Bright lights, white lights assault her, not the muted pink and gentle darkness to which she was accustomed. Stark light and emptiness surround her, where always water buoyed and rocked her on all sides. Instinctively she wails, clenching her hands to her chest and pulling her knees up tightly. She gulps a huge breath and another wail erupts as hands handle her, adding another foreign feeling. Soon, however, she feels her mother’s warm, living skin. She hears her mother’s familiar voice, though unmuted. She snuggles into these things familiar things and into the secure feelings they bring.
Her mother births her into a dimension, one that coexisted a few layers of skin away from her, one that she lived in despite her inability to perceive it. As her eyesight improves, she sees faces. She begins to recognize her parents. Her world expands as her senses’ pick up repeated input, and she is able to define, without words, her surroundings.
As we mature from infants to adults until death and remain eager to learn, the world continues to unfold before us. We send our thoughts to space to the farthest reaches past our solar system and galaxy, past the most distant nebulae and star, or travel in our minds in the opposite direction to the smallest component of an atom and smaller still to quarks and strings and concepts most of us cannot grasp. We contemplate infinity and express these thoughts in mathematical equations.
Just as science points to realities beyond our understanding, philosophy fingers out into depths of thought we can no longer adequately define, concepts such as beauty, truth, and self. These notions exist beside us and within us without our awareness until one eureka after another our world broadens to our current understanding.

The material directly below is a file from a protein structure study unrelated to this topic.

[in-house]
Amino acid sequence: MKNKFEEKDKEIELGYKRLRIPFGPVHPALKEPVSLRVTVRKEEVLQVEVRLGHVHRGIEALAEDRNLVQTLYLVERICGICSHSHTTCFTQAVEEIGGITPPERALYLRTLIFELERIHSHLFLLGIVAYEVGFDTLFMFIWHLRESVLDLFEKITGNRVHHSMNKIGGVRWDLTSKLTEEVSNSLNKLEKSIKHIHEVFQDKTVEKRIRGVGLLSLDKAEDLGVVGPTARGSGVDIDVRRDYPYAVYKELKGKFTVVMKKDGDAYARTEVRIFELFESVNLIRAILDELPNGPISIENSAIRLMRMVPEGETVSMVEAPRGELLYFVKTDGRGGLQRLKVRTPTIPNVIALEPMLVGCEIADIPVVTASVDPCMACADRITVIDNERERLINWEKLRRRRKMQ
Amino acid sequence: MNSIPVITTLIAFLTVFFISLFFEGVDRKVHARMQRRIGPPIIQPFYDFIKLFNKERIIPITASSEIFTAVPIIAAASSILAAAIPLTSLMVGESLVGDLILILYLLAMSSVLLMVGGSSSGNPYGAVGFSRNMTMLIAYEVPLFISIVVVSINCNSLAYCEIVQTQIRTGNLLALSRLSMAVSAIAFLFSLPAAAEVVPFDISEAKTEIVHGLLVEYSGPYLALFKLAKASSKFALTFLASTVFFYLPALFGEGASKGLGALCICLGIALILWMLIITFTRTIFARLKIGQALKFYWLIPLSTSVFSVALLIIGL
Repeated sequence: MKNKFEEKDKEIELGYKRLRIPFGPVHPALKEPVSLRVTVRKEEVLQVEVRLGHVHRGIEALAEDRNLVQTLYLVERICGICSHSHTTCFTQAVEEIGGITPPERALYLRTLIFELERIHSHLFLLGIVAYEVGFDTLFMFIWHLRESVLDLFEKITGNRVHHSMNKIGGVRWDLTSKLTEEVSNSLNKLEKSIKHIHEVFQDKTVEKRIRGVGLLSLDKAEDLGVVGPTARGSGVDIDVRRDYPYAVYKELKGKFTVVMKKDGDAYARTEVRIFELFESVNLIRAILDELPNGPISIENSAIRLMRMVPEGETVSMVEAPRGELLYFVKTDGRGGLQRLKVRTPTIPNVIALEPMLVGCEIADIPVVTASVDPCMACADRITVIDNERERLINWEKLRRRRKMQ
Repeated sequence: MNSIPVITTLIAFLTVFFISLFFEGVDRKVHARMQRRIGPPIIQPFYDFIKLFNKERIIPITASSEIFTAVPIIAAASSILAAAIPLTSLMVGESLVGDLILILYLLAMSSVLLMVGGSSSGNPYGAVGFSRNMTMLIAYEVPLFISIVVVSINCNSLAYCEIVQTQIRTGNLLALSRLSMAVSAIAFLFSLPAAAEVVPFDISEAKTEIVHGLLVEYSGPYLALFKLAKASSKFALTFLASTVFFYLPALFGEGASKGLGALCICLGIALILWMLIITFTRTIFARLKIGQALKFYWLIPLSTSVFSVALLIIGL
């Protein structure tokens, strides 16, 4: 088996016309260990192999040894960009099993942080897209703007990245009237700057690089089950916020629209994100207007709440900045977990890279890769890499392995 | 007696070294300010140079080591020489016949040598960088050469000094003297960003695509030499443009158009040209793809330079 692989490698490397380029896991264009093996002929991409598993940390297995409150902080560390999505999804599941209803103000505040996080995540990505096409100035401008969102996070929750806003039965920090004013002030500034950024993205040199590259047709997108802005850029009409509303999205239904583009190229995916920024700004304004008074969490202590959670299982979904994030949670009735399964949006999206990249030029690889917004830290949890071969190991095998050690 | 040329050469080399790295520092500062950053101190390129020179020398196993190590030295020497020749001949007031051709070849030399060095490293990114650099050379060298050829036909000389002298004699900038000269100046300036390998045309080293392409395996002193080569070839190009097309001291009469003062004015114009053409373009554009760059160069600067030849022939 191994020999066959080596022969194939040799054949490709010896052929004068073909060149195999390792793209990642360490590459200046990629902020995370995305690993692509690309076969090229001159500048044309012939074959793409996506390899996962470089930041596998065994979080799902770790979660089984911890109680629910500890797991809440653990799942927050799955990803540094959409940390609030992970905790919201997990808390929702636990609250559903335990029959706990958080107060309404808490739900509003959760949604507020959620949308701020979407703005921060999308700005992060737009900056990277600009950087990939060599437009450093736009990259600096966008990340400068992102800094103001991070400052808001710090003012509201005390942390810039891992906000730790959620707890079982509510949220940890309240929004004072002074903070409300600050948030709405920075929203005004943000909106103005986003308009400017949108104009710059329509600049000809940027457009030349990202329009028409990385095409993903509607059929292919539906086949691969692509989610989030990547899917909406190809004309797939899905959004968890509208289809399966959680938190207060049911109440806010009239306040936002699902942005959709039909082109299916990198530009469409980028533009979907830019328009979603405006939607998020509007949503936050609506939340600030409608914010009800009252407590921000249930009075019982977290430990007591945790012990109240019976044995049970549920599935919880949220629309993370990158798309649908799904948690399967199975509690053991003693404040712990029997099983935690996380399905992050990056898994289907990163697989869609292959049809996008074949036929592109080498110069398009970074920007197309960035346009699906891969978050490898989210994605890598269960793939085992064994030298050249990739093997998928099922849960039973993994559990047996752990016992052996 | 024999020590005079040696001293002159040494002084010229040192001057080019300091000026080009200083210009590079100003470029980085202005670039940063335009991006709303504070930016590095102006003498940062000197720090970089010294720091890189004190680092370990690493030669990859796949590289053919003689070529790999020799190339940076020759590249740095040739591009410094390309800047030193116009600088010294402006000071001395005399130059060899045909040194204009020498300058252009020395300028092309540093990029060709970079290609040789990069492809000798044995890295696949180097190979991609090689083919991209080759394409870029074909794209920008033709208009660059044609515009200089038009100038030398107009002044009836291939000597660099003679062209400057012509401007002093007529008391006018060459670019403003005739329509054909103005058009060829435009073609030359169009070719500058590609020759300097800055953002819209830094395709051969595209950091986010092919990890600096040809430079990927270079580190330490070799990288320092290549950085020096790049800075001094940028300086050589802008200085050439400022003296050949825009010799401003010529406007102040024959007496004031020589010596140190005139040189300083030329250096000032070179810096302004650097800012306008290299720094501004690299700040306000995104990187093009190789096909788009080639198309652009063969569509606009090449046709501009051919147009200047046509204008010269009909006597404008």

We accept abstract ideas of scientists and philosophers, though we might not understand past the first paragraph of their discussions, yet our hackles rise when we bump into the existence of the spiritual dimension. This realm defies measurement and sharp definitions. This dimension makes us squirm, because we sense something is required of us. Acknowledgment of a higher authority? A responsibility? To push it aside, we tell ourselves that we have matured beyond a need for God. We refuse Him who created the other dimensions which we so eagerly rush to understand.
Yet deep inside, the spiritual realm vibrates within us.
When events threaten our understanding of our world, we instinctively turn to God for security. He is our parent, though we may have pushed His voice and the scent and feel of His nurturing embrace from our memory.
The spiritual dimension operates, whether we dare allow the reality to penetrate our embryonic bubble or not. If we deny God’s existence, we block the richest dimension.
God’s world is bright with light. It is filled with wonders beyond physical senses or ideas couched into words. We find new wonders and a long-lost family. We find God’s reality overlapping our reality at every turn and wrapping it all with completeness.
Where is this dimension? How do I cross into it?
One of Jesus’ disciples asked this question. “Lord, we do not know where you are going. How can we know the way?”Jesus said to him, “I am the way, and the truth, and the life. No one comes to the Father except through me.”
Paul also told the Greeks, “The God who made the world and everything in it, …made from one man every nation of mankind to live on all the face of the earth, having determined allotted periods and the boundaries of their dwelling place, that they should seek God, and perhaps feel their way toward him and find him. Yet He is actually not far from each one of us, for
‘In him we live and move and have our being.’ Acts 17:24-28
To experience this infinite dimension, we must be born again, birthed into God.
PS Look at the tops of the clouds. Two faces appear in this unedited photo!